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FROM that day forward, the voyage on the Kangaroo was, until the last dread catastrophe, a very happy one for Augusta. Lord and Lady Holmhurst made much of her, and all the rest of the first-class passengers followed suit, and soon she found herself the most popular character on board. The two copies of her book that there were on the ship were passed on from hand to hand, till they would hardly hang together, and, really, at last, she got quite tired of hearing of her own creations. But this was not all; Augusta was, it will be remembered, an exceedingly pretty woman, and melancholy as the fact may seem, it still remains a fact that a pretty woman is in the eyes of most people a more interesting object than a man, or than a lady who is not "built that way." Thus it came to pass that what between her youth, her beauty, her talent, and her misfortunes for Lady Holmhurst had not exactly kept that history to herself-Augusta was all of a sudden elevated into the position of a perfect heroine. It really almost frightened the poor girl, who had been accustomed to nothing but sorrow, ill-treatment, and grind

ing poverty, to suddenly find herself in this strange position, with every man on board that great vessel at her beck and call. But she was human, and, therefore, of course, she enjoyed it. It is something when one has been wandering for hour after hour in the wet and melancholy night, suddenly to see the fair dawn breaking and burning overhead, and to know that the worst is over, for now there will be light whereby to set our feet. It is something, even to the most Christian soul, to utterly and completely triumph over one who had done all in his power to crush and destroy you; whose grasping greed has indirectly been the cause of the death of the person you loved best in the whole round world. And Augusta did triumph. As the story of Mr. Meeson's conduct to her got about, the little society of the ship-which was, after all, a very fair example of society in miniature-fell away from this publishing prince, and not even the jingling of his money-bags could lure it back. He, the great, the practically omnipotent, the owner of two millions, and the hard master of hundreds upon whose toil he battened, was practically cut. Even the clerk, who was going out on a chance of getting a place in a New Zealand bank, would have nothing to say to him. And, what is more, he felt it even more than an ordinary individual would have done. He, the "Printer-devil," as poor little Jeannie used to call him, he to be slighted and flouted by a pack of people whom he could buy up three times over, and all on account of a wretched authoress-an authoress, if you please! It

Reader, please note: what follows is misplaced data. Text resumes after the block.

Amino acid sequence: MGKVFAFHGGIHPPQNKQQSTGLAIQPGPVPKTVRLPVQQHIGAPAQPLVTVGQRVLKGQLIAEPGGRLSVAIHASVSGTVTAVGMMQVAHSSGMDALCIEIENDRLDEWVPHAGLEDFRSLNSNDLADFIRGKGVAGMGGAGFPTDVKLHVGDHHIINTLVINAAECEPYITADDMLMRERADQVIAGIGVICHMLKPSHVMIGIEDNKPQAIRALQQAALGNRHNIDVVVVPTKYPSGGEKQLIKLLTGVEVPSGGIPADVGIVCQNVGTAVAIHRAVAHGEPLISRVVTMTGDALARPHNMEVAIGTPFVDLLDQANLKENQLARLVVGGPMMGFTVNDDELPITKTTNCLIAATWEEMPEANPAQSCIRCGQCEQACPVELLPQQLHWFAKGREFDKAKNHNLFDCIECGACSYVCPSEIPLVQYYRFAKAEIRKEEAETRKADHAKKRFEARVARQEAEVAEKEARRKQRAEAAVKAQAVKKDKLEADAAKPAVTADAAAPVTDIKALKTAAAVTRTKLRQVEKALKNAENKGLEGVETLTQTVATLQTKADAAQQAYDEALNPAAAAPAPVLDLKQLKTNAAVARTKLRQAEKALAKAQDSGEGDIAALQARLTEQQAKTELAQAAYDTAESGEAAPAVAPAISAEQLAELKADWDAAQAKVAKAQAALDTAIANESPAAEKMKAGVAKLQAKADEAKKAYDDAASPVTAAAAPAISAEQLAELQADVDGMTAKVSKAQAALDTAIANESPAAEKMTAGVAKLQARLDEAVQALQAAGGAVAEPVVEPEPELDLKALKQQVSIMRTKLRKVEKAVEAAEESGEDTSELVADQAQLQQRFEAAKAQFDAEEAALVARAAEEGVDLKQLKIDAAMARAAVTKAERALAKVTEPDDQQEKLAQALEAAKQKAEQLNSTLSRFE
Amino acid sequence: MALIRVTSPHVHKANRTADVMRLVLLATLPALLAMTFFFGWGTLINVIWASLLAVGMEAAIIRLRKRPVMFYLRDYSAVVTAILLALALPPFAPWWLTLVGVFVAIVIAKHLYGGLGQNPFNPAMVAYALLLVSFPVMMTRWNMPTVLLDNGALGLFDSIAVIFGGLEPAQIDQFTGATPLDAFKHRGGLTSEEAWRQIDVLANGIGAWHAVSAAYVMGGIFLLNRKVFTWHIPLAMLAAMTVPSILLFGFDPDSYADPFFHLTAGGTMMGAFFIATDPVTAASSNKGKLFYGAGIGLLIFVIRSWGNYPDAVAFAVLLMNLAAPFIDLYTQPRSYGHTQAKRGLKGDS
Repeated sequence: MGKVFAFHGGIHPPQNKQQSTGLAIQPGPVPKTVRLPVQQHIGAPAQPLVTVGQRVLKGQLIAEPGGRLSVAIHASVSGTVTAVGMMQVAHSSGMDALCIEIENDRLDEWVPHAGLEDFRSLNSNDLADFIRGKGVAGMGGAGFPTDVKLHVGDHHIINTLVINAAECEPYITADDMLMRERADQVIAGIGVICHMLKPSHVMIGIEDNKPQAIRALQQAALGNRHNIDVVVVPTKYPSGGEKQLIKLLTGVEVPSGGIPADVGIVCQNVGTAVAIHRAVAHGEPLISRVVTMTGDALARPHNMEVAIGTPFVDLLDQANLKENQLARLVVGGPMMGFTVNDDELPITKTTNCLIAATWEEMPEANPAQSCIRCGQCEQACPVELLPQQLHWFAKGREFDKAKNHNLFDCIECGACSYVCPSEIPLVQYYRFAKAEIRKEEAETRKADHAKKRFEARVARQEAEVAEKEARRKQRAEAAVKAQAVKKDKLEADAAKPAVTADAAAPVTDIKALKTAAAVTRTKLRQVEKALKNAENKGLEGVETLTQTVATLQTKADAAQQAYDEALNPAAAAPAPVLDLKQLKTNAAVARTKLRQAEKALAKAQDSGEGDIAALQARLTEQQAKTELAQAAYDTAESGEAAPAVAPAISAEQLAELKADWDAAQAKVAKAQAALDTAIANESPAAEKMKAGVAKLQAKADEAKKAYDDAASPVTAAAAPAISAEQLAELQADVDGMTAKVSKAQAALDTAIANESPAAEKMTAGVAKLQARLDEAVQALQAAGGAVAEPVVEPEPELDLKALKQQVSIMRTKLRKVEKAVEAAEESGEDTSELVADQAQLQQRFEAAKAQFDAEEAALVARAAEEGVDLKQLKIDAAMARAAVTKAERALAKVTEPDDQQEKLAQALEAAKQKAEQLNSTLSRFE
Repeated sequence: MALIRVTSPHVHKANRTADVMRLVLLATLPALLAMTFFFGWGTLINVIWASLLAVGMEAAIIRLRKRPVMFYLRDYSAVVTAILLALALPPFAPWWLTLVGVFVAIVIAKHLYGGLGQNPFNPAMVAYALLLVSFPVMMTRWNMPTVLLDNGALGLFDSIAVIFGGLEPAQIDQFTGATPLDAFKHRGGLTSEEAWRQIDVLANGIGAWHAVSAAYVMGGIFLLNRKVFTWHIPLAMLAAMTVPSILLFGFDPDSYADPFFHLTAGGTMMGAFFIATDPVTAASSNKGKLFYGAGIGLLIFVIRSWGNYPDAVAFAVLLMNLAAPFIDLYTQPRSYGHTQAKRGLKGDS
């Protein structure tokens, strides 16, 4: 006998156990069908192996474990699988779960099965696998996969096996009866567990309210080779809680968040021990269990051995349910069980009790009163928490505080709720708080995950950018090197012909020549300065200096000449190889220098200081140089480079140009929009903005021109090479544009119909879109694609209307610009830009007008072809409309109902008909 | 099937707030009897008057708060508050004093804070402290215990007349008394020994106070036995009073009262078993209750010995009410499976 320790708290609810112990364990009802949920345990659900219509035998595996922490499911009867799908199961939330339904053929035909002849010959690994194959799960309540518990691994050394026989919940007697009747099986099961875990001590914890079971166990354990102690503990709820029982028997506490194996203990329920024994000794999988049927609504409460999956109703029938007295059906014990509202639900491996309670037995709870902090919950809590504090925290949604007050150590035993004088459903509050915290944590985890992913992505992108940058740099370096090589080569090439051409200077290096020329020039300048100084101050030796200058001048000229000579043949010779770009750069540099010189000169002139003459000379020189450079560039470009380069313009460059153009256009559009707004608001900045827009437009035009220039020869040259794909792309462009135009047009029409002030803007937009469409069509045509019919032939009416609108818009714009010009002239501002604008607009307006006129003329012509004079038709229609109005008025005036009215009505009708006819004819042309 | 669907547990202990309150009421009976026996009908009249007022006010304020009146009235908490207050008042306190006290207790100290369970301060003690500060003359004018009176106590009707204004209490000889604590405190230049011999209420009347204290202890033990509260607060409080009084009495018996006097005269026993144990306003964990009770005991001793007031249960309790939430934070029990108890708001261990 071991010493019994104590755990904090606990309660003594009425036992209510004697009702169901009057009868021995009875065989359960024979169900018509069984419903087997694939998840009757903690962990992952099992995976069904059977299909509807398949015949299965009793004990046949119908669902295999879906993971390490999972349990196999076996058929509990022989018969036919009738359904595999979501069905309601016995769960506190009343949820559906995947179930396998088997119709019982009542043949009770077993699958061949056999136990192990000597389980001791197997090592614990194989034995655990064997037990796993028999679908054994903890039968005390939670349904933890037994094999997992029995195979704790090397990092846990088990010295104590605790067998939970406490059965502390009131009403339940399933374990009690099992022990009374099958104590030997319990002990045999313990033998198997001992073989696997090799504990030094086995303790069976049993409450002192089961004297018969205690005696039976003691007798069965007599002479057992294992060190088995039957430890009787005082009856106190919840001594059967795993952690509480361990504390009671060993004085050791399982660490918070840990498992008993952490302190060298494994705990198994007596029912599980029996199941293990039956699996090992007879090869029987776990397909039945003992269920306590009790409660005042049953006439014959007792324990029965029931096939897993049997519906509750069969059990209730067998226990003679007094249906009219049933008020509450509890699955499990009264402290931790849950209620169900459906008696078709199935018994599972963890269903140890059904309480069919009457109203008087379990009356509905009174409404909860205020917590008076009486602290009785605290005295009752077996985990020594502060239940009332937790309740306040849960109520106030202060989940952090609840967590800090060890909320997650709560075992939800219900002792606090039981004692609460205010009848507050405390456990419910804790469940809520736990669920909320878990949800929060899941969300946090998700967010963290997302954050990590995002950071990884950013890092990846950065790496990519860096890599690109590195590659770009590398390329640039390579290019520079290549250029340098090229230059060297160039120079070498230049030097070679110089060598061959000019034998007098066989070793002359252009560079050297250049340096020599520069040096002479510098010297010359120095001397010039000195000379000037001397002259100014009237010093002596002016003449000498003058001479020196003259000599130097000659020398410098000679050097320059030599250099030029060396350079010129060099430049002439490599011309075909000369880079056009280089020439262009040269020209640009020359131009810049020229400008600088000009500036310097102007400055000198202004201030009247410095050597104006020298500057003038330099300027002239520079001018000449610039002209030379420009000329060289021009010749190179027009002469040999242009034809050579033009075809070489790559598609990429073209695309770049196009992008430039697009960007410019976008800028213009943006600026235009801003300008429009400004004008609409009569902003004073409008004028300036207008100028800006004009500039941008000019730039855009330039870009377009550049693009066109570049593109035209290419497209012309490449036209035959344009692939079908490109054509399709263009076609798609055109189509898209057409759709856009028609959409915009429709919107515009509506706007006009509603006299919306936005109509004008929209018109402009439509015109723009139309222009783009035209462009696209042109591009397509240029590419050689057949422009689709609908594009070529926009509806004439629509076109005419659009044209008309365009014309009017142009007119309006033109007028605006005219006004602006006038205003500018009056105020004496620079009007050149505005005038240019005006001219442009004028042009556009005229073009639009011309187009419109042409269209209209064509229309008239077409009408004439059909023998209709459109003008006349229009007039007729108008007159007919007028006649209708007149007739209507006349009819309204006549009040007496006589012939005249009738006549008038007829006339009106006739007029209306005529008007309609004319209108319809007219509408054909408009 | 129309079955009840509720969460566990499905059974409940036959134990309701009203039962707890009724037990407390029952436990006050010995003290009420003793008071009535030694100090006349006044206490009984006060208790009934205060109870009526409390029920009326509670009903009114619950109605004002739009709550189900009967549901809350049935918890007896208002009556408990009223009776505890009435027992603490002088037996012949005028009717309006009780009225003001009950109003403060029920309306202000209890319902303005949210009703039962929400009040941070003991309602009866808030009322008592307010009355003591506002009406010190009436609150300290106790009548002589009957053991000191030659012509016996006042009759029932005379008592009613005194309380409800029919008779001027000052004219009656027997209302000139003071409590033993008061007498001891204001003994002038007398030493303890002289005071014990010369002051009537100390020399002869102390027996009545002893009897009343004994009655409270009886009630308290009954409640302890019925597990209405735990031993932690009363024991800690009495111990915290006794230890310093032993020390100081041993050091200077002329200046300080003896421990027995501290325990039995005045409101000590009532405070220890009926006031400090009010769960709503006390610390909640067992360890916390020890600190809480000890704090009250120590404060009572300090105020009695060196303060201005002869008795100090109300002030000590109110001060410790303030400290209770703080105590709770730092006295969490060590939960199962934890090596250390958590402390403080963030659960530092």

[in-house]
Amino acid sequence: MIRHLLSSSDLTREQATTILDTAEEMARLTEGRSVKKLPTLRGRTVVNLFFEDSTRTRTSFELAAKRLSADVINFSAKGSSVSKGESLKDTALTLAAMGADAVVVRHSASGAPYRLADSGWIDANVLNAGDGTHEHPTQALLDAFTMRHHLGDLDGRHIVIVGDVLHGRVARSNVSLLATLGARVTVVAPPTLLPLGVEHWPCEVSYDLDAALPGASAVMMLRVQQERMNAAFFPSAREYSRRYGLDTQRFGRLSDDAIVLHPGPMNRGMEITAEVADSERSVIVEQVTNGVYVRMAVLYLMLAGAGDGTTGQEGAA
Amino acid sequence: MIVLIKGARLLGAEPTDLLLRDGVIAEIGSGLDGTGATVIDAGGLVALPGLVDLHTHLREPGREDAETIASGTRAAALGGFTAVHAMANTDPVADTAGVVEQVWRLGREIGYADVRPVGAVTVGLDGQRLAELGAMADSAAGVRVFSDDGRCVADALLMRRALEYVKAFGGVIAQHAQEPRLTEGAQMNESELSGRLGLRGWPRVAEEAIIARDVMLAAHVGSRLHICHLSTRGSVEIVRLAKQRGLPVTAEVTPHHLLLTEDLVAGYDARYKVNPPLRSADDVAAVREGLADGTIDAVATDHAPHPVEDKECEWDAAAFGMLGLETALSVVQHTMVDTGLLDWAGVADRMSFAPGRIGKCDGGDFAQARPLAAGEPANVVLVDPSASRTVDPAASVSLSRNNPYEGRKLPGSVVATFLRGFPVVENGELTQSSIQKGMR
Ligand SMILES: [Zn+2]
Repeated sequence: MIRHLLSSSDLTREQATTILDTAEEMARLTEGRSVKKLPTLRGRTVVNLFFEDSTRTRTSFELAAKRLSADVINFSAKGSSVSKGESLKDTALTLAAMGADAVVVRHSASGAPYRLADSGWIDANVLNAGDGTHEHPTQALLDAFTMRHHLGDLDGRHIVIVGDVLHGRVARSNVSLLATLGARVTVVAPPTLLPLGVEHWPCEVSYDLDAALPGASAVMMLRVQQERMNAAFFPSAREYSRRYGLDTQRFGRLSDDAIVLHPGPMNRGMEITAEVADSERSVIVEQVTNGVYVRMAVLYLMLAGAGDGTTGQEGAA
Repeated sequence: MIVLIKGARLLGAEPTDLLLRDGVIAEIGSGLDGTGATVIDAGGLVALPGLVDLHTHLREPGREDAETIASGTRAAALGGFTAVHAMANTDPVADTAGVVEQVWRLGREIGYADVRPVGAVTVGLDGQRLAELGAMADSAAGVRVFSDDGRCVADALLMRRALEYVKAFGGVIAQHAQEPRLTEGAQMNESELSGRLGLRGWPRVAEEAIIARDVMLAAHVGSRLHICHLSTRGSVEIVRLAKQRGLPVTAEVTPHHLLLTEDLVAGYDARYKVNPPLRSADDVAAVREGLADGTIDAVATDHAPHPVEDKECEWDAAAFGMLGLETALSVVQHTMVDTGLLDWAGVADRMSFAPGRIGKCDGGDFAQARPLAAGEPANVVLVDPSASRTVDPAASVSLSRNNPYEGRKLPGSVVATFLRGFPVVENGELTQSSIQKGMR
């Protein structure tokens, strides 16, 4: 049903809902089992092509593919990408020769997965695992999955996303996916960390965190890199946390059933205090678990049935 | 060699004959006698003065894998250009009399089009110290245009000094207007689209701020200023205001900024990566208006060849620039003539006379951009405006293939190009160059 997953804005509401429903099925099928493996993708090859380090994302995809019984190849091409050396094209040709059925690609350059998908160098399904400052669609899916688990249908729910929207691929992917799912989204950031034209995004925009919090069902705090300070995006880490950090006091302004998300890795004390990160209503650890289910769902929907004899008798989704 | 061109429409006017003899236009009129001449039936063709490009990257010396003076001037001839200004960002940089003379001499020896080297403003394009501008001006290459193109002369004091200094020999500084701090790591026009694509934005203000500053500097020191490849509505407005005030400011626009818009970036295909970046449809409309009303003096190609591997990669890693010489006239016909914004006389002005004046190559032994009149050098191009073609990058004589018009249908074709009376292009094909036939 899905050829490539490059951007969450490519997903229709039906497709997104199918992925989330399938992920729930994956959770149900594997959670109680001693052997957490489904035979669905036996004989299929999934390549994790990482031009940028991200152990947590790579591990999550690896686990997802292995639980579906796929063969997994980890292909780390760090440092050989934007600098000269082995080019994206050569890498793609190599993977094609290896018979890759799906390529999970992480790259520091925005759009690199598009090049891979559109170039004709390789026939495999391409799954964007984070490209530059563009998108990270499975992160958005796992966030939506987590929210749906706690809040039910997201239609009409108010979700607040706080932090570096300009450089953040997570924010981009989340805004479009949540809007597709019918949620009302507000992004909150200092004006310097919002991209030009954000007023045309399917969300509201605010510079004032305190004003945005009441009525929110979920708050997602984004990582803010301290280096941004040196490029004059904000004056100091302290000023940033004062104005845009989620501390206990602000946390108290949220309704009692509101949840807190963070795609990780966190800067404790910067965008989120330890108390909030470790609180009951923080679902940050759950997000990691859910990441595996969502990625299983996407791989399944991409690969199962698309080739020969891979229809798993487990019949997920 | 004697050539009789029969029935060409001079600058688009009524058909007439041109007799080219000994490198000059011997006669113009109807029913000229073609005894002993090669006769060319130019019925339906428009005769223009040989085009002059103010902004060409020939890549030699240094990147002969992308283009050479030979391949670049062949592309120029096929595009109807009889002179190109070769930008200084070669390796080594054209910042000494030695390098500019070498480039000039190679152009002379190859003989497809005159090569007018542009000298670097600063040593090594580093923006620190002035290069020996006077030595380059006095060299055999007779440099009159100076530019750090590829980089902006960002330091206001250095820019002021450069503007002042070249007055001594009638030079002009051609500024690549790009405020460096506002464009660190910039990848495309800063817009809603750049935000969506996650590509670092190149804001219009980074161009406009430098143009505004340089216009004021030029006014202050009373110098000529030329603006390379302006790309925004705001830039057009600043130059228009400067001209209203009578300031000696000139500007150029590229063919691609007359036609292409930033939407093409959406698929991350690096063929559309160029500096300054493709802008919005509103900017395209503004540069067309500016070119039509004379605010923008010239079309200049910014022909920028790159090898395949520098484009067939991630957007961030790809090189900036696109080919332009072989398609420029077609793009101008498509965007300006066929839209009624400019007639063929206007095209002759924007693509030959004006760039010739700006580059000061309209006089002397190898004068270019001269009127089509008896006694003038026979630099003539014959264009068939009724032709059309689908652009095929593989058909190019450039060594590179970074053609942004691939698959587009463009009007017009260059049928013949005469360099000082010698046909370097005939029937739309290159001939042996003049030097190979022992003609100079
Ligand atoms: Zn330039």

made Mr. Meeson very wild-a state of affairs which was brought to a climax when one morning Lord Holmhurst, who had for several days been showing a growing dislike to his society, actually almost cut him dead; that is, he did not notice his outstretched hand, and passed him with a slight bow.

“Never mind, my Lord-never mind!" muttered Mr. Meeson after that somewhat pompous but amiable nobleman's retreating form. "We'll see if I can't come square with you. I'm a dog who can pull a string or two in the English press, I am! Those who have the money and have got a hold of people, so that they must write what they tell them, ain't the sort to be cut by any Colonial Governor, my Lord!" And in his anger he fairly shook his fist at the unconscious peer.